Six years ago, when Netflix launched a lavish, gritty drama about the British royal family, it was a period saga set in a half-forgotten past and a production with a direct connection to modern times: Incredibly, the woman we saw become queen in 1952 was still on the throne. Season five of The Crown now arrives as the first to air since its protagonist’s death – and the series itself feels like its time has come and gone.
The continued documentation of the reign of the late Elizabeth II – we have come to the years 1992 to 1997 – is not in question, since the end of her era in real life should increase the need for full dramatization. The series’ growing closeness to the present should also not be a problem for its writer, Peter Morgan, whose pre-Crown reputation was for finding new angles on the recent exploits of statesmen, including the family. royal. Still, these new episodes are small and often boring, with Morgan looking for subplots to hide the fact that everything he has to say about the Windsors has already been said.
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For the actors too, the task has evolved awkwardly. An odd season of Crown means a cast change, and the news lands with the embodiment of the royal family as anyone under 50 instinctively imagines them: the Queen (Imelda Staunton) elderly rather than middle-aged; Charles (Dominic West) scampering around in displeasure with his left hand lodged in his jacket pocket; Philip (Jonathan Pryce), the sturdy retiree who fends off opponents with oversized hands and ears. The temptation to offer more of an imitation party piece than a believable character proves hard to resist.
At its best, The Crown is about flawed people imperfectly coping with cursed privilege, visiting unhappy personal lives on themselves in the process. But there are only so many times we can see the Queen, whatever her role, telling a family member that they can’t marry this man or that they must stay married to this woman. Charles, Anne and Andrew get the lecture here, as does Margaret (Lesley Manville) when she reflects on her feelings of frustration at not being allowed to stay with her true love, Peter Townsend.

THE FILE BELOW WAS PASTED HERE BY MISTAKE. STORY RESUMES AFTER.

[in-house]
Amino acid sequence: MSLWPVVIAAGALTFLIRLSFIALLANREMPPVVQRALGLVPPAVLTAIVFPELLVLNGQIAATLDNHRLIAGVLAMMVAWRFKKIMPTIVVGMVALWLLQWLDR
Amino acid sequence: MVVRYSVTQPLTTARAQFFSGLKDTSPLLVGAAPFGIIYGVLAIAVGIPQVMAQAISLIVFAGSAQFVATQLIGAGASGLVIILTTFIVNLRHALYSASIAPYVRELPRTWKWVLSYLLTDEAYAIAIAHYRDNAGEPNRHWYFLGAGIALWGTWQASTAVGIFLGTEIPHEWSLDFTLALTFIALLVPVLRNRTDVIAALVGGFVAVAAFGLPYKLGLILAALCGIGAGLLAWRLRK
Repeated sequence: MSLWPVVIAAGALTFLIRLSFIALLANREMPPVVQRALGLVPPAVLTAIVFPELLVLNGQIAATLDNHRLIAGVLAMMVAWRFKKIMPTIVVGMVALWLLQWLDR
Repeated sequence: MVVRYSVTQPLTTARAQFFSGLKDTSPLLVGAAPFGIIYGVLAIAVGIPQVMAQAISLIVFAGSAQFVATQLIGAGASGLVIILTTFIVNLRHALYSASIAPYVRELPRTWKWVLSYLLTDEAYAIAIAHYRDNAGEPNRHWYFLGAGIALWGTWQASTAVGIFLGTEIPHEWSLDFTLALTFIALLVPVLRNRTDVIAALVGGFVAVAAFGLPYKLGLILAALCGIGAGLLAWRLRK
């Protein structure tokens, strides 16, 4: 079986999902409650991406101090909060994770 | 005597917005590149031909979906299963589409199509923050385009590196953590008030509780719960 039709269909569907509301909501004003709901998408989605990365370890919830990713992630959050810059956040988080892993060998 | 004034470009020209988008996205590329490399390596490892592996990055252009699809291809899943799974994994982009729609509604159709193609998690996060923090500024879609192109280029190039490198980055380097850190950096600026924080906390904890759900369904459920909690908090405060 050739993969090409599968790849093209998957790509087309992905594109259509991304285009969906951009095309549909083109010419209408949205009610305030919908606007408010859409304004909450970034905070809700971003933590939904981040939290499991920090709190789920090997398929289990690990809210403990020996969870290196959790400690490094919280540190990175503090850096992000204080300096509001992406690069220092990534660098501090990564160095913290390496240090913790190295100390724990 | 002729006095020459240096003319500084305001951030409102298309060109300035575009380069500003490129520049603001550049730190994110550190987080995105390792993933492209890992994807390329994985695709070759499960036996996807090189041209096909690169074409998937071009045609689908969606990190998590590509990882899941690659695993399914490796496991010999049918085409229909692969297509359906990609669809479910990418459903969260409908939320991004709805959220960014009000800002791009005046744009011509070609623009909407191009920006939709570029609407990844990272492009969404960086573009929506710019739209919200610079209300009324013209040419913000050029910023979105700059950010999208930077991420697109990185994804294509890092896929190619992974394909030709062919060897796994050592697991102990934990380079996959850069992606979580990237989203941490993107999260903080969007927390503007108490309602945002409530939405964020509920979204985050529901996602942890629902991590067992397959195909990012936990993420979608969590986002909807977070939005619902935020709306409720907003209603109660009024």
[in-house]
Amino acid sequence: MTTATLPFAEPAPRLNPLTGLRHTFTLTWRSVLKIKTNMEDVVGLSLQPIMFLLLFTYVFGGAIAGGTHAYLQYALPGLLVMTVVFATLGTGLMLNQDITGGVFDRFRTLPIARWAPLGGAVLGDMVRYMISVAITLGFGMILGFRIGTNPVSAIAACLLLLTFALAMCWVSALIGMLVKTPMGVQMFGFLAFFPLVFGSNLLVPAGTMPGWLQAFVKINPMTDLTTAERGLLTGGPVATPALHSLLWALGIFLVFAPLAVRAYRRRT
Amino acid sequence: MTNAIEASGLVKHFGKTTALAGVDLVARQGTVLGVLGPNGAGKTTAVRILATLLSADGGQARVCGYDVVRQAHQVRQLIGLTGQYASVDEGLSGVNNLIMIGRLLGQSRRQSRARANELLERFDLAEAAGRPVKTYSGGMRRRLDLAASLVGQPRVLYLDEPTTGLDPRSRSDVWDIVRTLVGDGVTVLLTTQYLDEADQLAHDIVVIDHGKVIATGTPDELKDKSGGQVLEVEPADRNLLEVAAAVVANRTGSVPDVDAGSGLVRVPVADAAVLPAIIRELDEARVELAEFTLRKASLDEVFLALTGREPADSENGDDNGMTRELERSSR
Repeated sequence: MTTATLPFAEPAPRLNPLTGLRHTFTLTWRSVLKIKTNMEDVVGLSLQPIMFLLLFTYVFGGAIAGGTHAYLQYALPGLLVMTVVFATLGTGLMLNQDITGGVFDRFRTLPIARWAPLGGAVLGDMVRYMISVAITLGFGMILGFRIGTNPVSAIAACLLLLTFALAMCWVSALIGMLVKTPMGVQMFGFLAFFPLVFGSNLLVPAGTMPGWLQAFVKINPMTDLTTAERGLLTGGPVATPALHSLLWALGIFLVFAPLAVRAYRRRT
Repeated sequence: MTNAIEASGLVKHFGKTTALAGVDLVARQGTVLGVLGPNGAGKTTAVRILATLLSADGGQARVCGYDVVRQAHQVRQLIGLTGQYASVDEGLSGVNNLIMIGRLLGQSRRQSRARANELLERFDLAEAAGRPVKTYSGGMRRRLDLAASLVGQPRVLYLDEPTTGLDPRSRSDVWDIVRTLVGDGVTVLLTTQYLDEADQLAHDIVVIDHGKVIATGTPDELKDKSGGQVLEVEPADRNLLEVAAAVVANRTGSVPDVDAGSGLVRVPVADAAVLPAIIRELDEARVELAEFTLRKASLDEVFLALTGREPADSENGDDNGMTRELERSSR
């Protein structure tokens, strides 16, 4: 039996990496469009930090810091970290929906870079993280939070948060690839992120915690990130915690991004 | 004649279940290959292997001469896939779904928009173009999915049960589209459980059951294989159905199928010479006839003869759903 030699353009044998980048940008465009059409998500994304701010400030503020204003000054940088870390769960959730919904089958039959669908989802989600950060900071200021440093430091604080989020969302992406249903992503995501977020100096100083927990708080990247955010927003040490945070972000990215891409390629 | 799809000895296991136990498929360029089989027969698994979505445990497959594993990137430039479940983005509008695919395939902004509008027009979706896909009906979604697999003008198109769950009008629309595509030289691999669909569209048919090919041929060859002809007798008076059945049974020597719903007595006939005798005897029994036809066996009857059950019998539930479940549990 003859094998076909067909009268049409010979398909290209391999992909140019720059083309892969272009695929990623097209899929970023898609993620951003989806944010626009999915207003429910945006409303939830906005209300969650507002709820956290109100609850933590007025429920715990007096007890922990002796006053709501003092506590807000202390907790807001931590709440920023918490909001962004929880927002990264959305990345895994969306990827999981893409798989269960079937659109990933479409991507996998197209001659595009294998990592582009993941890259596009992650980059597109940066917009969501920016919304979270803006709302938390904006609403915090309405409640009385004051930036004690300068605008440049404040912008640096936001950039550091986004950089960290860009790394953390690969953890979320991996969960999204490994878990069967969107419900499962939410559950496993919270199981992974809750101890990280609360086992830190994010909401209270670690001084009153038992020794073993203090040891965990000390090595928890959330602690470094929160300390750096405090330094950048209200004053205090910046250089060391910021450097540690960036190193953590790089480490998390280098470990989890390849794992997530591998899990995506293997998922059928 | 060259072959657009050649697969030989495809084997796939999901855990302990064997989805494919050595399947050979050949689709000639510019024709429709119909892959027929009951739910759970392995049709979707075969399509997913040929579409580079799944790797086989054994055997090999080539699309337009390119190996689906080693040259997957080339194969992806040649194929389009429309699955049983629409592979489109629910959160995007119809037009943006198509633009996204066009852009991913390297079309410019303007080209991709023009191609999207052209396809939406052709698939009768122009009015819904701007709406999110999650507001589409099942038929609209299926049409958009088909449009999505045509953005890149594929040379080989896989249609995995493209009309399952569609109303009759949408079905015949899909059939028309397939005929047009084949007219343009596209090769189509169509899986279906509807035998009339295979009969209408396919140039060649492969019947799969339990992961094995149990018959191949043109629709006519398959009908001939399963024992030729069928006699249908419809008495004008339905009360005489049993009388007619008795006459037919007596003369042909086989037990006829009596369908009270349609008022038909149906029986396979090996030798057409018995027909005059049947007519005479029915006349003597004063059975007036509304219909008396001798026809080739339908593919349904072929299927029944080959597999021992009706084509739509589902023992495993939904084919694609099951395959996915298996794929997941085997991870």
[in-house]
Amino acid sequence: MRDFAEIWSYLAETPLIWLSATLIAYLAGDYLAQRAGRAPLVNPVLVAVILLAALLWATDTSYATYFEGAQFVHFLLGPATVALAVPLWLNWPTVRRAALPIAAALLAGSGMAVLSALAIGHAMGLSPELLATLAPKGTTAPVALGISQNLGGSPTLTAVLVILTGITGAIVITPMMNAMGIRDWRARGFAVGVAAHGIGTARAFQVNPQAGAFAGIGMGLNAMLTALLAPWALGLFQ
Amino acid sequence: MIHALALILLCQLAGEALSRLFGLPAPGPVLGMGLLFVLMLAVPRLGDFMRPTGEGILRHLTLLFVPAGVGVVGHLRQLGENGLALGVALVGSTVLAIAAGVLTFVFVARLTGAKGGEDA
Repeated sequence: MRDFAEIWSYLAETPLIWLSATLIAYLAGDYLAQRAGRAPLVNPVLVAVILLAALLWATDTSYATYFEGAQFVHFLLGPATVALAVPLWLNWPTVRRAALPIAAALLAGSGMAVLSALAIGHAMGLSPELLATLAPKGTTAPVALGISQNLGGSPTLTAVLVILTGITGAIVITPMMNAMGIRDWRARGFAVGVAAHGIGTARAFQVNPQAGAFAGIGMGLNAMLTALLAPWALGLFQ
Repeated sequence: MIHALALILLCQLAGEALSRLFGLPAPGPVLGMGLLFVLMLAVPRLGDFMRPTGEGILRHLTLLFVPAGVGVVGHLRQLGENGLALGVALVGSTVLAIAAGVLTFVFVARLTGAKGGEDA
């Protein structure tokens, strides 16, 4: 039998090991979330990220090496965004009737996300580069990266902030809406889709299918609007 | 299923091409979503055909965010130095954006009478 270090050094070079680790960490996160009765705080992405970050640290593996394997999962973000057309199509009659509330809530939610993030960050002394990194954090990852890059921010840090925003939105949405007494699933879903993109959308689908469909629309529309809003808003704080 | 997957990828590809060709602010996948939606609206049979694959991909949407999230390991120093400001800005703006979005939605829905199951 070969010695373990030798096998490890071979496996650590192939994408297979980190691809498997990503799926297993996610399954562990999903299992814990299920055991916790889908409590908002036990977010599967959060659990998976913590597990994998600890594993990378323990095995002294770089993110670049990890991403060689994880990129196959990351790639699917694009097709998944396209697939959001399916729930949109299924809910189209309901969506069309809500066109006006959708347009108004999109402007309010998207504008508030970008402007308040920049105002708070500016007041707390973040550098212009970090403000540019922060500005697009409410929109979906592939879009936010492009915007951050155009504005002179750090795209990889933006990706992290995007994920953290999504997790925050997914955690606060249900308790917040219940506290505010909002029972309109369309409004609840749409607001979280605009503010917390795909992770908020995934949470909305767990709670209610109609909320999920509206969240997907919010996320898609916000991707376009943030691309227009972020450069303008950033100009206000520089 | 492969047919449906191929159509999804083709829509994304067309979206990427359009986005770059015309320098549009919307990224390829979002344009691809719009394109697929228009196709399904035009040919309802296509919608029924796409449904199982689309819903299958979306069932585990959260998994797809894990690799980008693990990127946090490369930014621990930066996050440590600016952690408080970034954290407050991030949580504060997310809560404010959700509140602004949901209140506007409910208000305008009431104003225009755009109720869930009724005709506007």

Retreading the old floor feels forced, and that’s not the only time a 10-game season is clogged with putty. An episode centered on Boris Yeltsin and the exhumation of the Romanovs, and in particular a stand-alone episode on cartoonish aristocratic wannabe Mohamed al-Fayed, could have been thrown in without disrupting the main narrative too much.
The boldest of Morgan’s deviations from the palace action is his depiction of ordinary couples going through the same divorce court as Charles and Diana, their failing relationships imagined via short sad sketches – the fact being that all kinds of marriages end because of differences that in retrospect, the unions seem doomed. However, that only underscores how difficult season five is in finding new human drama. Near the end, with the nisi decree signed, Charles and Di’s final barney is the same as everyone else: she says he was inattentive because he loved Camilla Parker-Bowles all along; he says she was naive about royal priorities and took revenge when her unrealistic demands weren’t met. The anguish of ordinary people is more interesting.
The most important things happen when C and D are separated. The real John Major – sympathetically portrayed here as a methodical and wise diplomat by Jonny Lee Miller – has already come out to decry the moment when Charles unsubtlely suggests to the new prime minister that the royal family could also benefit from a different leader. It’s just acceptable fiction, putting into words something Charles probably meant while helping to mold the deadpan Major into a cautious traditionalist who always sided with Elizabeth. But the scene underscores that, rather than there being a rolling subtext about how change threatens the position of the Windsors, the future of the monarchy is now the main topic of discussion. Dramatically, it’s a dead end, leading to a lot of dry speeches where the characters state what would be more effective as underlying themes. More than once, the script resorts to an aging and less and less viable building like HMY Britannia, the dismantling of which is the framing device of the season, which is referred to directly in the dialogue as “a metaphor”.
Di’s big news, meanwhile, is that she consents to a TV interview — Elizabeth Debicki, another performer with a penchant for caricature, nails this flirtatious Panorama nod. The fable of dishonest Martin Bashir’s dastardly journalistic ambition meeting Diana’s unstable desire to be heard, with that explosive mix sparked by clashes of personalities clouding judgments at the top of the BBC, is vintage Crown, recasting public events major as a result of relatable private weaknesses.
This, however, is a talent the Crown has largely lost. Without it, the show’s relevance declines.
The Crown is on Netflix on November 9.